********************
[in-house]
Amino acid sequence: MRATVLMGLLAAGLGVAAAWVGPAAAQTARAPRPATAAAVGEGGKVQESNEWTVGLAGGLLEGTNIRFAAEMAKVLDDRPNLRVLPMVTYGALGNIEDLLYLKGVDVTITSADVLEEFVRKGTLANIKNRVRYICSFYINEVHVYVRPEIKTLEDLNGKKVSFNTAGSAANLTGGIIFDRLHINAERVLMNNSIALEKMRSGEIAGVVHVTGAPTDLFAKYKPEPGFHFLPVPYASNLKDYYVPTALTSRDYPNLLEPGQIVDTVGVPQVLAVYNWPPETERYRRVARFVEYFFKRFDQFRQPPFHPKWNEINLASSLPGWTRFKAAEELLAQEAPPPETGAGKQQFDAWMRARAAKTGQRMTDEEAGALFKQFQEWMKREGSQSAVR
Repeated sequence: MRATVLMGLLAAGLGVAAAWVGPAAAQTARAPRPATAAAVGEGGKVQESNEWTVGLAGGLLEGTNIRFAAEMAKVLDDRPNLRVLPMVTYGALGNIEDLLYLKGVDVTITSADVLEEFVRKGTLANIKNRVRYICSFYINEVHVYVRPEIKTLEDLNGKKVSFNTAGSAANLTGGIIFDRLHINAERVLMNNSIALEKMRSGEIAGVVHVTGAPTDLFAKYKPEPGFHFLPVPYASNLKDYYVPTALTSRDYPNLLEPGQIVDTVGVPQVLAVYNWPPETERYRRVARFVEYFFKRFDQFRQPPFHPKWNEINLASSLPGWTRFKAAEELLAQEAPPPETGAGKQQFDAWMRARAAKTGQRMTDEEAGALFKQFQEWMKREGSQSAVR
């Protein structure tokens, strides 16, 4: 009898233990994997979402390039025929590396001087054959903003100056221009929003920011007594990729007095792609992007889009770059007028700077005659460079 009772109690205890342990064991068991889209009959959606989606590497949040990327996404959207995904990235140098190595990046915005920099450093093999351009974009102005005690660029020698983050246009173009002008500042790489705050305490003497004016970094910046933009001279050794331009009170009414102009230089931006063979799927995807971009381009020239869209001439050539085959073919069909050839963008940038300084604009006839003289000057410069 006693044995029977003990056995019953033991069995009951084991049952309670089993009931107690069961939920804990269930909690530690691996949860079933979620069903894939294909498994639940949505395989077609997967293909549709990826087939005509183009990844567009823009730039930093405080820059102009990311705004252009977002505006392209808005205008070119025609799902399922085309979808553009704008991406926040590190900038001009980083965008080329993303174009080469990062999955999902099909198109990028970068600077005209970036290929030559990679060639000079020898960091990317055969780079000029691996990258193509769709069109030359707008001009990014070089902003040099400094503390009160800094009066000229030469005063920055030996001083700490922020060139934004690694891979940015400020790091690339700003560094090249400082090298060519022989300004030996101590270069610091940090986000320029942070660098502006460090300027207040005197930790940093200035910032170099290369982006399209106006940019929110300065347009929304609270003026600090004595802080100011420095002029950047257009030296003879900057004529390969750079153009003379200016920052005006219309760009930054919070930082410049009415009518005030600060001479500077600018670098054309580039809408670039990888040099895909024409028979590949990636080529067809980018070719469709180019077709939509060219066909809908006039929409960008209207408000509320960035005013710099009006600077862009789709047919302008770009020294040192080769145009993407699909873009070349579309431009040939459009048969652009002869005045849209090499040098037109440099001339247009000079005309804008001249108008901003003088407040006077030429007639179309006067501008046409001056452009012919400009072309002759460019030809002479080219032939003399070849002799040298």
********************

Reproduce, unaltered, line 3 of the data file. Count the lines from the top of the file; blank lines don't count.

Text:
Repeated sequence: MRATVLMGLLAAGLGVAAAWVGPAAAQTARAPRPATAAAVGEGGKVQESNEWTVGLAGGLLEGTNIRFAAEMAKVLDDRPNLRVLPMVTYGALGNIEDLLYLKGVDVTITSADVLEEFVRKGTLANIKNRVRYICSFYINEVHVYVRPEIKTLEDLNGKKVSFNTAGSAANLTGGIIFDRLHINAERVLMNNSIALEKMRSGEIAGVVHVTGAPTDLFAKYKPEPGFHFLPVPYASNLKDYYVPTALTSRDYPNLLEPGQIVDTVGVPQVLAVYNWPPETERYRRVARFVEYFFKRFDQFRQPPFHPKWNEINLASSLPGWTRFKAAEELLAQEAPPPETGAGKQQFDAWMRARAAKTGQRMTDEEAGALFKQFQEWMKREGSQSAVR